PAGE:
One of the key challenges of leaders is to try and anticipate your competitor’s next move.

If you can, you are better prepared and you also might be able to preempt their move.

Many managers rely on a form of competitive analysis as part of an annual planning session.

Whist this is useful it has many shortcomings:

  • It is reactive
  • Static
  • Often only considers the direct competitors (e.g. do watches compete with other brands or with mobile phones) and
  • assumes that the competitors will continue to do what they have always done.

I believe a much better approach is what I call Competitive Insight.

This approach first asks the leadership or brand team to nominate and then plot the current and future competitors along with a direct and indirect ones in a 2 by 2 matrix.

The next step is have each group become one of the competitors in this matrix and ask them to:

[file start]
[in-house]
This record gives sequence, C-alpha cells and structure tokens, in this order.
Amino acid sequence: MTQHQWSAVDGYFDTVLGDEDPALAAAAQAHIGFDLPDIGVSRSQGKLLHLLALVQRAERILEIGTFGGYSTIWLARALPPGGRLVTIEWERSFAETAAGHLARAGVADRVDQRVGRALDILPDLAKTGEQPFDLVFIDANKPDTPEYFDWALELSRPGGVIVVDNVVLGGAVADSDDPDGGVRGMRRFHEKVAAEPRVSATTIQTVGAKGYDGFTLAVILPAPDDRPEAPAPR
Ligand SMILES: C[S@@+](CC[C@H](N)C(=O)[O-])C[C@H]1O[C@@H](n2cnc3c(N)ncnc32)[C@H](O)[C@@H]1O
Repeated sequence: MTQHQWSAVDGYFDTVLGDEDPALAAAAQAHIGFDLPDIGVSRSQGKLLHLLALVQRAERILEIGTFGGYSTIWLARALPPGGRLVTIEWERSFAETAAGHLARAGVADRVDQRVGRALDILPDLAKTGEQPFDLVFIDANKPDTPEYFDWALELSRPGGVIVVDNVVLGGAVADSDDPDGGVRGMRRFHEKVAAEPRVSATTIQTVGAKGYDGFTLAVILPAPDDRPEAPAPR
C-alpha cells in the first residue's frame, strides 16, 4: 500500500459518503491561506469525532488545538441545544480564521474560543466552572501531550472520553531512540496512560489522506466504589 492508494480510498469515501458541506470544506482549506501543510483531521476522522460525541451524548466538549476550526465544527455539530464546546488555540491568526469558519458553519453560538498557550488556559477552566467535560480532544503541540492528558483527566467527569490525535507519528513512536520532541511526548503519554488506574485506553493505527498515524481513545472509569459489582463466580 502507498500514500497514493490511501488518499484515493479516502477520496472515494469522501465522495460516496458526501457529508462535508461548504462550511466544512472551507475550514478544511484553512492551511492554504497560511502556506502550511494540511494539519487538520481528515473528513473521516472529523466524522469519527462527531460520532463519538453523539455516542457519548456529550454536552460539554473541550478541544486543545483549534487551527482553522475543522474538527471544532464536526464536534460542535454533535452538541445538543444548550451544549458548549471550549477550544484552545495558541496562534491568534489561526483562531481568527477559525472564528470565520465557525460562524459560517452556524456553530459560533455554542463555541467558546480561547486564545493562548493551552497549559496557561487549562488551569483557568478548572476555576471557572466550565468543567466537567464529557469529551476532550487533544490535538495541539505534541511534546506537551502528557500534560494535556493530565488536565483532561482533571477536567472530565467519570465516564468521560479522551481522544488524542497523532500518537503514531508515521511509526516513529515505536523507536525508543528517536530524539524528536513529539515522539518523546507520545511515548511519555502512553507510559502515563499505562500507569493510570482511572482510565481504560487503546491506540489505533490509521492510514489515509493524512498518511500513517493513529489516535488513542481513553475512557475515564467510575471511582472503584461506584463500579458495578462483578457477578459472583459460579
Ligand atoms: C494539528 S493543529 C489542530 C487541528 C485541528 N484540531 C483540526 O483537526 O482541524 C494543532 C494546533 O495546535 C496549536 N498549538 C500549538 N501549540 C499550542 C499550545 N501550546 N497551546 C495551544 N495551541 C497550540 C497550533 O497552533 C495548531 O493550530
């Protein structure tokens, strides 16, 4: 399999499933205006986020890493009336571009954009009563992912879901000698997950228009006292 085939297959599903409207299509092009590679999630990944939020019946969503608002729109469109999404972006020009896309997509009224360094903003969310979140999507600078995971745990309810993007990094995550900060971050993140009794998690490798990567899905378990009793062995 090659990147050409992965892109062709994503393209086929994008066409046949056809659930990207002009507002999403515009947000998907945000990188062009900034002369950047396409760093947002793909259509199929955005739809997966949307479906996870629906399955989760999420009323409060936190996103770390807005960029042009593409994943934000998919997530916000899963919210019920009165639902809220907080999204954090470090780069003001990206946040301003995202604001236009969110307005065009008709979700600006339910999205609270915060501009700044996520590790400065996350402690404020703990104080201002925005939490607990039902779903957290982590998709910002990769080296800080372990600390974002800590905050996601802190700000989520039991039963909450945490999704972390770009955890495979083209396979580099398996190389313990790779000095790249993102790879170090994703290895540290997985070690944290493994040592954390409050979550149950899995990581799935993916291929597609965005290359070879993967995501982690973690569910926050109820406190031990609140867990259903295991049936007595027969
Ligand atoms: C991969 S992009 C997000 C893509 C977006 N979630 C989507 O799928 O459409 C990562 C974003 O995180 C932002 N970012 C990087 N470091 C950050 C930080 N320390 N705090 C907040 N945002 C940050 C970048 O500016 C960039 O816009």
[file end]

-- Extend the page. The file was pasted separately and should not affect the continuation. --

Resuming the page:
• outline the next big move you are planning e.g. launch a new product, enter a new market etc.
  • what your new advertising, communication and social media strategy will be and
  • to actually create an ad.

Leaders are amazed how quick and insightful this process can ne.

In no time they have created ads, launched new products and most of all gained a fresh perspective on what the competition is likely to do.

I then end the session by asking each competitive group ‘what is the one thing that their (real) company might do that would really hurt their business?’

This is a killer question that often unlocks new growth opportunities.

Competition analysis should not be another form-filling exercise that fills up space in an annual plan.

It should be a living, dynamic process that is conducted at least quarterly.

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